Cindy Knight posted a very interesting comment a day ago about her recent observations (early October) of the Agates and Sloughs on the Northern Range. She consented to have it made into a post. It follows.

“I watched the Slough Creek and the Agate Creek Packs all last week and had some of the best and most exciting views in the nine years I have been wolf watching.

The Agate Creek wolves were on a carcass by the Yellowstone River, and after gorging themselves all day, were sleeping when a grizzly took over the carcass. The alpha female, 472, immediately tried to drive off the bear and was charged by the bear several times. The other four adults reluctantly joined in and surrounded the bear, but 472 was the only one engaging the bear. They all gave up as it was evident the bear was much more determined than they were.

The next day the Slough Creek wolves chased the Agate Creek wolves back to Speciman Ridge where they regathered with great energy and howling. LaterI saw that seven of the Slough Creek wolves, minus “Sharp Right,” were back in the Lamar Valley. I saw the Sloughs in the same area again the next day.

It is great to see them at the old Druid rendezvous site. The Druids themselves made an appearance that day near Round Prairie, we learned, and heard that there were 14 of them?

The next day we watched the Slough Creek wolves (with Sharp Right and minus a yearling) chase away the wolf Parenthesis from “Dave’s Hill,” and then wander around howling for their missing member.

Later we saw all of the Agate Creek wolves on Dunraven Pass up the Chittendon Road on a small kill. The grays’ head were covered in blood, particularly 113M. A young bull was watching and 472F ran up to chase him away, but he backed her off. She’s feisty. Everyone else was fat and sleepy. The pups and yearlings went down into some aspen. The adult grays remained on or near the kill.”

 
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About The Author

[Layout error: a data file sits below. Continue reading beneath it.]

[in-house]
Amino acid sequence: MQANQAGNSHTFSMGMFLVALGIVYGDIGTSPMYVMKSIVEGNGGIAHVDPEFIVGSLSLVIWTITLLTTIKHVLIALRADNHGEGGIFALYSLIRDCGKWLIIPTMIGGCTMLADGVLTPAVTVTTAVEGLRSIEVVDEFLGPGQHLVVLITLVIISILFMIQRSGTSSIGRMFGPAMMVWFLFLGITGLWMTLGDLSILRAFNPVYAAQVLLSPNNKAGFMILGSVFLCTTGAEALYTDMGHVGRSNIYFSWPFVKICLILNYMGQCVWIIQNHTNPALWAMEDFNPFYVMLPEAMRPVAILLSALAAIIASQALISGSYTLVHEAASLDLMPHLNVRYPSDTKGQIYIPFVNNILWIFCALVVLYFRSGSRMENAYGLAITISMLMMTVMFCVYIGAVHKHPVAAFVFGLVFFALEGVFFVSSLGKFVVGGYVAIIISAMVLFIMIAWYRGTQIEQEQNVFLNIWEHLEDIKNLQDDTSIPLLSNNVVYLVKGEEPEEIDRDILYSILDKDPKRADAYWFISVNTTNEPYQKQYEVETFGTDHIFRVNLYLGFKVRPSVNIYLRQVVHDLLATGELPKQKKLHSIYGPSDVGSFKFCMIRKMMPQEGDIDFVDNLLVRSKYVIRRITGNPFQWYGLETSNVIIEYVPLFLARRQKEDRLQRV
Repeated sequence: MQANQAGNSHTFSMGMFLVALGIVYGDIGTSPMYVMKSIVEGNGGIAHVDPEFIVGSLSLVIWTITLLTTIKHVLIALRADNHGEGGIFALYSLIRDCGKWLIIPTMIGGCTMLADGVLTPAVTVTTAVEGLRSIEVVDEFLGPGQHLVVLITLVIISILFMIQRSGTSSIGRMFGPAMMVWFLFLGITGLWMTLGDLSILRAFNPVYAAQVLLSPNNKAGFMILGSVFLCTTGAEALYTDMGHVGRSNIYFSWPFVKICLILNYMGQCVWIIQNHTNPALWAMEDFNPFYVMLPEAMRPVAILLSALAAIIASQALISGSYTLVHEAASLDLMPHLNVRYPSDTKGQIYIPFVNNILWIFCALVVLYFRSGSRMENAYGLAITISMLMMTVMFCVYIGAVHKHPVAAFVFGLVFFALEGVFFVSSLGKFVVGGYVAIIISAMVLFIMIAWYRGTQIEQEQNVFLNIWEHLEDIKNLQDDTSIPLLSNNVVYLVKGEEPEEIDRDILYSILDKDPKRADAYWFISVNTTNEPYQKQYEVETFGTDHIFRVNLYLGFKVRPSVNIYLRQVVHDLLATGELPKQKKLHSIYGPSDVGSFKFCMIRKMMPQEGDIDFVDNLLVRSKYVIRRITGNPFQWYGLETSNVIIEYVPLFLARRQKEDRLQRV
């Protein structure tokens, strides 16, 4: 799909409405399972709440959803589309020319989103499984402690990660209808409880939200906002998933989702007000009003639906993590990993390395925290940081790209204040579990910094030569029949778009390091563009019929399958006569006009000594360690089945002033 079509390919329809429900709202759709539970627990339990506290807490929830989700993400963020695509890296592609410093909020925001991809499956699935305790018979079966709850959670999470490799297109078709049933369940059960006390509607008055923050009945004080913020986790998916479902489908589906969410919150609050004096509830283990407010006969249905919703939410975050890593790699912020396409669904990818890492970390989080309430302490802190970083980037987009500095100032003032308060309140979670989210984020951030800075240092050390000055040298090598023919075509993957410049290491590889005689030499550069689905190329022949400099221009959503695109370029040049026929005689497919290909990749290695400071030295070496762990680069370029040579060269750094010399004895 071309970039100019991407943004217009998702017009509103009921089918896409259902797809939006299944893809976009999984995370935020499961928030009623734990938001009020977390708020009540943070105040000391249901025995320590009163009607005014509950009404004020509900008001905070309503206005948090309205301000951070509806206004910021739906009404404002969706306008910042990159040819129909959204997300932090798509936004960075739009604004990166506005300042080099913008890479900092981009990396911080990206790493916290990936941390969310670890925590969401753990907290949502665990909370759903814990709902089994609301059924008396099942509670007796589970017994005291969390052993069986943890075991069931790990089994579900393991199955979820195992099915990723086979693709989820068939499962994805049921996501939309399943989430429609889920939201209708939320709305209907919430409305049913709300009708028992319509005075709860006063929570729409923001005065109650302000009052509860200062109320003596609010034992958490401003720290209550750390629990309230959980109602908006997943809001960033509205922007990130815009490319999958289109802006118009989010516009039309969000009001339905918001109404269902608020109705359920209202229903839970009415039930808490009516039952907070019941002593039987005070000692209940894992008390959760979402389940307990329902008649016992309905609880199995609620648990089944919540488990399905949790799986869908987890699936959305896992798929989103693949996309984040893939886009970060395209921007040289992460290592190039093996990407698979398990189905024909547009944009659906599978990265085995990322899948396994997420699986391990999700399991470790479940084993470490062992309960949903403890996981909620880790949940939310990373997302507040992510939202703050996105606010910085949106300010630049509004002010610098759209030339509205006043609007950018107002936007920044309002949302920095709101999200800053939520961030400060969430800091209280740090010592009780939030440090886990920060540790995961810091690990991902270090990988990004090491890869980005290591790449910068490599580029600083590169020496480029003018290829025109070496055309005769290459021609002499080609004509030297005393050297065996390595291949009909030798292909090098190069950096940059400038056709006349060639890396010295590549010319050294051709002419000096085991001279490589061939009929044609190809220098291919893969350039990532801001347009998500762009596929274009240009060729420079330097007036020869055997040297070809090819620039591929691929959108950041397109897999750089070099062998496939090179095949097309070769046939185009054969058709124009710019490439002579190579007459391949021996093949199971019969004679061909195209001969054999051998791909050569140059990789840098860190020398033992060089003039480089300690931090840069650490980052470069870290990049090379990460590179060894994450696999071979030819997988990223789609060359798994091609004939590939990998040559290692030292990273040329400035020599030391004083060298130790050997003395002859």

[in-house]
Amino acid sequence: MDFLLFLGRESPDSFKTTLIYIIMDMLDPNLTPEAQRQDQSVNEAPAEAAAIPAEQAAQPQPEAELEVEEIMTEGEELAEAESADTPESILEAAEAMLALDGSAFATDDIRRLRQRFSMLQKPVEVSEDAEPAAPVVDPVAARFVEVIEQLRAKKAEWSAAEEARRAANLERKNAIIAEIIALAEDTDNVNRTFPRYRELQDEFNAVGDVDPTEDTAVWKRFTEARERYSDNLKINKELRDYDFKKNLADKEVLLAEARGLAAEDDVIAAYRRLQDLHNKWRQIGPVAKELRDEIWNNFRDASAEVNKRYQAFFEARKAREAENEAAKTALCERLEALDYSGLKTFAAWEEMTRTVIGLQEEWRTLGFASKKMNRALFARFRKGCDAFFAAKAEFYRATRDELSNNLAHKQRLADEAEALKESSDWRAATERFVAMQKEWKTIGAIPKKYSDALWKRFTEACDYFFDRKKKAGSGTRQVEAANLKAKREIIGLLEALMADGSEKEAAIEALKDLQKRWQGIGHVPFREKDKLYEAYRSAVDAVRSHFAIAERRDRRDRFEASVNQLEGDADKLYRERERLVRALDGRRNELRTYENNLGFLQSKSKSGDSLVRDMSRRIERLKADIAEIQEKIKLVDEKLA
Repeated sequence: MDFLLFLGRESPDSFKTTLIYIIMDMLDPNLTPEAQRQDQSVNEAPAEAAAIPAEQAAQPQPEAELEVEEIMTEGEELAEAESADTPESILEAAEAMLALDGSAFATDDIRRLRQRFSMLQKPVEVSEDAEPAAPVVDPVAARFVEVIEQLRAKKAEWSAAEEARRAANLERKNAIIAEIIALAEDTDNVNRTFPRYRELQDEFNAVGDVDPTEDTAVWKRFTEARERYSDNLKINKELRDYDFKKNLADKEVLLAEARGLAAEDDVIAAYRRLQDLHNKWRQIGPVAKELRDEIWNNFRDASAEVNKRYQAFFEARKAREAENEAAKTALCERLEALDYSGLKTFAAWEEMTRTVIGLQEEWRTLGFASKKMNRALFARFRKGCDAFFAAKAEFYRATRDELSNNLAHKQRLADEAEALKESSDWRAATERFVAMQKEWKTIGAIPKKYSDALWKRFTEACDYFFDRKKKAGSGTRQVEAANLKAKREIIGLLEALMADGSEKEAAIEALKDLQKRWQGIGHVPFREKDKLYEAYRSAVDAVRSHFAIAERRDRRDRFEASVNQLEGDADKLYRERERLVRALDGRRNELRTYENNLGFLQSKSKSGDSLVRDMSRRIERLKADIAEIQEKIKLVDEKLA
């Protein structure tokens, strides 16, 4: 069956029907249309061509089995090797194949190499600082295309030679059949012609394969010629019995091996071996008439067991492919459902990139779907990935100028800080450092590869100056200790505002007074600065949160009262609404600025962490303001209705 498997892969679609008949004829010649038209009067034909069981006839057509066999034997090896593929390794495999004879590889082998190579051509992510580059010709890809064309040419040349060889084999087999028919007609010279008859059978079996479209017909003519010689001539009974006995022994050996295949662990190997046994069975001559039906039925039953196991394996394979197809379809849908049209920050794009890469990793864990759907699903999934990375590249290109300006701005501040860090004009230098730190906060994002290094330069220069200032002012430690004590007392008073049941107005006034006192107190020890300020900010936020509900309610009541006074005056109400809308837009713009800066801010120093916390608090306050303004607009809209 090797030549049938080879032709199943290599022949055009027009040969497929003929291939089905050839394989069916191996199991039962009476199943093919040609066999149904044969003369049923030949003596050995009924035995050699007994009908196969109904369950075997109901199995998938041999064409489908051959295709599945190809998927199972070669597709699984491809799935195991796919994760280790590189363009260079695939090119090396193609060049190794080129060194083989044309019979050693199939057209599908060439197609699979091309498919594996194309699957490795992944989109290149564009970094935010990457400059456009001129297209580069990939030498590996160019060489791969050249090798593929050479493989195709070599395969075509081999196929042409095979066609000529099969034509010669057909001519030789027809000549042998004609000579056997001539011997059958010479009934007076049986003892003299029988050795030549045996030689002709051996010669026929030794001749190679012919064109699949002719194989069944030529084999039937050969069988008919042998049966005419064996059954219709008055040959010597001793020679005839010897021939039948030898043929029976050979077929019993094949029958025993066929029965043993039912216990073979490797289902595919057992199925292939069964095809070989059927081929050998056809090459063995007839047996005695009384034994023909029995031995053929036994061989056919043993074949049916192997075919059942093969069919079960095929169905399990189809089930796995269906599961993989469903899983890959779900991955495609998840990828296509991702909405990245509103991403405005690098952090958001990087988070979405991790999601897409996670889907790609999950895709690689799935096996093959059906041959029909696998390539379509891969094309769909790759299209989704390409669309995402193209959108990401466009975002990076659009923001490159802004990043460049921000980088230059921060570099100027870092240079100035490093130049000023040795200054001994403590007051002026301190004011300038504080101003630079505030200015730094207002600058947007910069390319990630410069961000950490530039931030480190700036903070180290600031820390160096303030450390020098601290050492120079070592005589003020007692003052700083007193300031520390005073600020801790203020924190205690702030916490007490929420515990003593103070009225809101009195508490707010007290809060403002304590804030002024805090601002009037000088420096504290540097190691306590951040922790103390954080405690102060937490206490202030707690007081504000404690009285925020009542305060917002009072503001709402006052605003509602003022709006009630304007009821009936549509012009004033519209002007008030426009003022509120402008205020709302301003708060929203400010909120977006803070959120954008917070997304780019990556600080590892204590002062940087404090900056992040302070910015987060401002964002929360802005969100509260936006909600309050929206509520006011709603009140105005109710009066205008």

Ralph Maughan

Dr. Ralph Maughan is professor emeritus of political science at Idaho State University with specialties in natural resource politics, public opinion, interest groups, political parties, voting and elections. Aside from academic publications, he is author or co-author of three hiking/backpacking guides, and he is President of the Western Watersheds Project.

4 Responses to Recent Yellowstone Park wolf watching. October 2006

  1. avatar Jim Delaney says:

    Great info-thanks! “The Slough Pack chased away the wolf Parenthesis” ?? Not familiar with this…info please?

    It must be a new nickname for a uncollared wolf, but I am not familiar with it either. Maybe Cindy will give some info? Ralph Maughan

  2. avatar Dave Collins says:

    Parenthesis is a nickname for one of the unknowns . She is without her pack and was seen with one of the females from slough pack numerous times. She has not been seen as of late.

    Thanks Dave. I didn’t any of the “unknowns” were still around. Ralph Maughan 

  3. avatar Jim says:

    Why did Cindy say “14” Druids? I thought there were 4 adults and eleven pups?

    There 15 were several weeks ago. Maybe one died or was killed, or maybe it just wasn’t seen. Ralph Maughan

  4. avatar Chloe says:

    As of Oct. 15, there are still 15 Druids — 4 adults and 11 big pups. One member must just have not been seen “at the moment” when Cindy reported that 14 Druids were seen.

    Thanks for the update correction. RM 

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